Belt Fit and Belt Torso Contact of Children on Belt-positioning Boosters

Principal Investigator: Randee Hunter, PhD, The Ohio State University


Previous studies show that lack of contact between seat belts and children’s torsos on belt-positioning booster seats (BPBs) may lead to belt slip-off during evasive vehicle maneuvers, increasing injury risk. However, current BPB belt fit measures do not quantify belt gap with the torso, and updated measures may help to further discriminate between designs which provide good vs. poor dynamic outcomes. This motivated us to investigate if different BPB designs produce varying amounts of gap between the belt and the torso.

We investigated 10 different BPBs and three seat belt anchor positions on a rear vehicle seat with 50 children and four ATDs. Using a 3D coordinate measurement system, we calculated two conventional measures of belt fit (shoulder belt score and lap belt score) and four novel measures of belt gap: gap size (the distance between the belt and the torso), gap length (the length along the seat belt where a gap was present), percent torso contact, and gap location.


Across the BPBs investigated, the belt fit and belt gap measures varied; for example, gap size ranged from 0–7 cm and gap length ranged from 0–32 cm. There was no specific type of BPB associated with a large gap size; however, the design of the belt guides on the lower inboard side contributed the most to the amount of gap. Most notably, the conventional belt fit metrics were not necessarily correlated to the belt gap outcomes, suggesting that different BPB design features influenced belt fit versus belt gap metrics.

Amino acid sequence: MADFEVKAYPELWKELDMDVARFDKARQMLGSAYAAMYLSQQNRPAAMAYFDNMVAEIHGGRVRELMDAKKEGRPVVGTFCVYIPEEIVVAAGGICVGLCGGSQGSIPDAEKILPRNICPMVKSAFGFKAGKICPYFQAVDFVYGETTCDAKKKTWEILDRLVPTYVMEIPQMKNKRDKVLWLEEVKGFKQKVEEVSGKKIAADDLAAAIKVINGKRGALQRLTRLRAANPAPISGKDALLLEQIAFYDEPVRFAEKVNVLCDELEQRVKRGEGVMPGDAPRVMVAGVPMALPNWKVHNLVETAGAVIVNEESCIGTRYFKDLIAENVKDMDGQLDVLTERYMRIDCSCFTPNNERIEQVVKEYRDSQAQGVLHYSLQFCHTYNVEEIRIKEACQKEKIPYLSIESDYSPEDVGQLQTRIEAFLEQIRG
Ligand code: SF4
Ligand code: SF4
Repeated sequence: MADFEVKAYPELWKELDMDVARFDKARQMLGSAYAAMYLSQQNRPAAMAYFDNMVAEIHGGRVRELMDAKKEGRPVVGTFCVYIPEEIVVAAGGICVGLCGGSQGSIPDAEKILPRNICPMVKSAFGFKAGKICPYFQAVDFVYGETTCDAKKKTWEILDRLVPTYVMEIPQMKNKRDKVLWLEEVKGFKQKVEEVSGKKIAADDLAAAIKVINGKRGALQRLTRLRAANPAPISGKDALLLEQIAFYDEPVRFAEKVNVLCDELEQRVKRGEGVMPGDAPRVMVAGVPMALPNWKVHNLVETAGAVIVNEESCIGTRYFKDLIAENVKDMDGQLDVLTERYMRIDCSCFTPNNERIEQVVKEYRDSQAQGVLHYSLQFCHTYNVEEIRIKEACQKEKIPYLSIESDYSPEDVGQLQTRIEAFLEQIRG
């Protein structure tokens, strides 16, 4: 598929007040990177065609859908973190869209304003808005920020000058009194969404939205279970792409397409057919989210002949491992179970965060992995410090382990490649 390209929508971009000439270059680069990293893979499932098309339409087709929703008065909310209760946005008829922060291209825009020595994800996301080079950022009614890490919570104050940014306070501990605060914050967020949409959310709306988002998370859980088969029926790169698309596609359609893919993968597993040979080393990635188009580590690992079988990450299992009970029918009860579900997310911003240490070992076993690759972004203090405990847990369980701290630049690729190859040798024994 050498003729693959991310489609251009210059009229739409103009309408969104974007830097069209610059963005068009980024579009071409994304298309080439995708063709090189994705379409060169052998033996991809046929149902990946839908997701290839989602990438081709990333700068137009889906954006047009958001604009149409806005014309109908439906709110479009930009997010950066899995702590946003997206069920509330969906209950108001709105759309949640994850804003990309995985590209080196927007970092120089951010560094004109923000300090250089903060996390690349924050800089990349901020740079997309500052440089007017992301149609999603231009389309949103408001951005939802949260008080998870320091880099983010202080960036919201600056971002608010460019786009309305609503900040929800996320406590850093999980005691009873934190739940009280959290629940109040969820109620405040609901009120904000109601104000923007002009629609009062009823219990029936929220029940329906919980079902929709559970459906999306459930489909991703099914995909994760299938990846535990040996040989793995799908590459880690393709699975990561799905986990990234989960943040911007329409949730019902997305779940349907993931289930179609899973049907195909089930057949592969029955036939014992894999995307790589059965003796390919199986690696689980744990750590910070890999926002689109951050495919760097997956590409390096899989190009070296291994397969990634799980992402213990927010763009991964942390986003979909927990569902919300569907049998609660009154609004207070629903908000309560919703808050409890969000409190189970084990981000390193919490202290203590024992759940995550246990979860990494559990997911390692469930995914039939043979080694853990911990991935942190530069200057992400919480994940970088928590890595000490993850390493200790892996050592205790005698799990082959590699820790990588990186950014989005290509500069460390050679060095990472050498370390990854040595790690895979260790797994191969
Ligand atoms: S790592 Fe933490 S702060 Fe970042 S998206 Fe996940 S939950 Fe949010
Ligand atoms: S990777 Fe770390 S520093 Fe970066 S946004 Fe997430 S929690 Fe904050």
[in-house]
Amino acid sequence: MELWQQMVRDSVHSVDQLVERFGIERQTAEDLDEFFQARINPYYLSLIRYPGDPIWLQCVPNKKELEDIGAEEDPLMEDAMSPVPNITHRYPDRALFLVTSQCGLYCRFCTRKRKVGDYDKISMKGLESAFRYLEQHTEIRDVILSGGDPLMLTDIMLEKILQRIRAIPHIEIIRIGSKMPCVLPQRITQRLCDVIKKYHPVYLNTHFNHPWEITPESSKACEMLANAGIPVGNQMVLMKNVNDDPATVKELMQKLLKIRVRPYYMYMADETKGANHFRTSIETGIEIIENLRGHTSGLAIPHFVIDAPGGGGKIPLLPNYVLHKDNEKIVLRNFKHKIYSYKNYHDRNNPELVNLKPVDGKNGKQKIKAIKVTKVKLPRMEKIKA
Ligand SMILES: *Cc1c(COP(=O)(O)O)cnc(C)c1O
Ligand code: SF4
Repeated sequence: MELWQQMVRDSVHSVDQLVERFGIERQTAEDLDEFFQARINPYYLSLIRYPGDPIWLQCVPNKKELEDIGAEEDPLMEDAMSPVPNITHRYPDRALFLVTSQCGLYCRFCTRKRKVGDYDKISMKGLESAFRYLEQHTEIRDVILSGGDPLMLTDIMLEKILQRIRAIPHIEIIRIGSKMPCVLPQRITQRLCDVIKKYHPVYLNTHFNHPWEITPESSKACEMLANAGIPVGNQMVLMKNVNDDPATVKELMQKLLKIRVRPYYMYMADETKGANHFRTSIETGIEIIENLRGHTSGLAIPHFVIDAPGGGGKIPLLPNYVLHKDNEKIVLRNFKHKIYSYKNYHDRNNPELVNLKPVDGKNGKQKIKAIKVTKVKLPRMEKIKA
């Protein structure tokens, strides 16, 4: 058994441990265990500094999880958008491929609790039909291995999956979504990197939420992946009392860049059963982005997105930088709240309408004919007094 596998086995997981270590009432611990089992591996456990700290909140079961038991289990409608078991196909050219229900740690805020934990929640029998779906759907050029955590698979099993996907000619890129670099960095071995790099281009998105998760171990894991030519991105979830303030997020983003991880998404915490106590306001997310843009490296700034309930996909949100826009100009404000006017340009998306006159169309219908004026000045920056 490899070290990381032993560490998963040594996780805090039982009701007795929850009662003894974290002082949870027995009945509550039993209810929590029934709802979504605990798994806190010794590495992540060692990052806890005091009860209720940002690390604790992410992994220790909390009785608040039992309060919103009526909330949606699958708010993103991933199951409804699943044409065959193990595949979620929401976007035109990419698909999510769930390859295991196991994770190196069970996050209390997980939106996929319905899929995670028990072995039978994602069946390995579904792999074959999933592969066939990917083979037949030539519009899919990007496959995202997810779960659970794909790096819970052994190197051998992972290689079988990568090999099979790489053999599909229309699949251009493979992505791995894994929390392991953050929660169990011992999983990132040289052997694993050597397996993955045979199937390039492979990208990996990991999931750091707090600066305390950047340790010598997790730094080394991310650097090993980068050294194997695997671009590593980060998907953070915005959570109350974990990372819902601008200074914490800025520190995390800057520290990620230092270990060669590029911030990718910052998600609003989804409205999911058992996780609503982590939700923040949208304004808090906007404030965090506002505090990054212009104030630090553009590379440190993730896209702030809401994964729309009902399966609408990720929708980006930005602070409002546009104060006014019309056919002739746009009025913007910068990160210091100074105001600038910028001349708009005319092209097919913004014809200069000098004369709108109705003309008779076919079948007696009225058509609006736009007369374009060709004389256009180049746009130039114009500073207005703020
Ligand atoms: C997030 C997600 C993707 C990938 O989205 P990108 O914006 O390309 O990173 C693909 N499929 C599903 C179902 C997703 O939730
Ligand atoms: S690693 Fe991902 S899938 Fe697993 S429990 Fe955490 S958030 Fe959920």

belt fit and belt torso contact
These photos show two belt-positioning boosters with gap (left) versus no gap (right).


This study looked at belt fit metrics in a new way that relates to BPB design features, specifically how the belt is placed and the amount of belt contact against the torso. Understanding this will help to increase knowledge of good belt fit, providing implications for future studies.


We would like to use the BPBs selected for this study to investigate the influence of naturalistic seating postures on belt fit and how belt fit might influence dynamic outcomes during crashes.


Gretchen Baker, MS, The Ohio State University


Aubrie Sanchez, The Ohio State University; Akshara Sreedhar, The Ohio State University; Angela Tesny, The Ohio State University; Molly Tillis, The Ohio State University; Yadetsie Zaragoza-Rivera, The Ohio State University

IAB Mentors

Bill Lanz, American Honda Motor Co., Inc.; Mark Will, Britax Child Safety Inc.; Emily Thomas, Consumer Reports; Suzanne Johansson, General Motors Holdings LLC; Josh Gazaway, Graco Children’s Products Inc.; Mark LaPlante, Graco Children’s Products Inc.; Jerry Wang, Humanetics Innovative Solutions Inc.; Jason Stammen, National Highway Traffic Safety Administration; Schuyler St. Lawrence, Toyota USA; Julie Kleinert, Technical Advisor; Uwe Meissner, Technical Advisor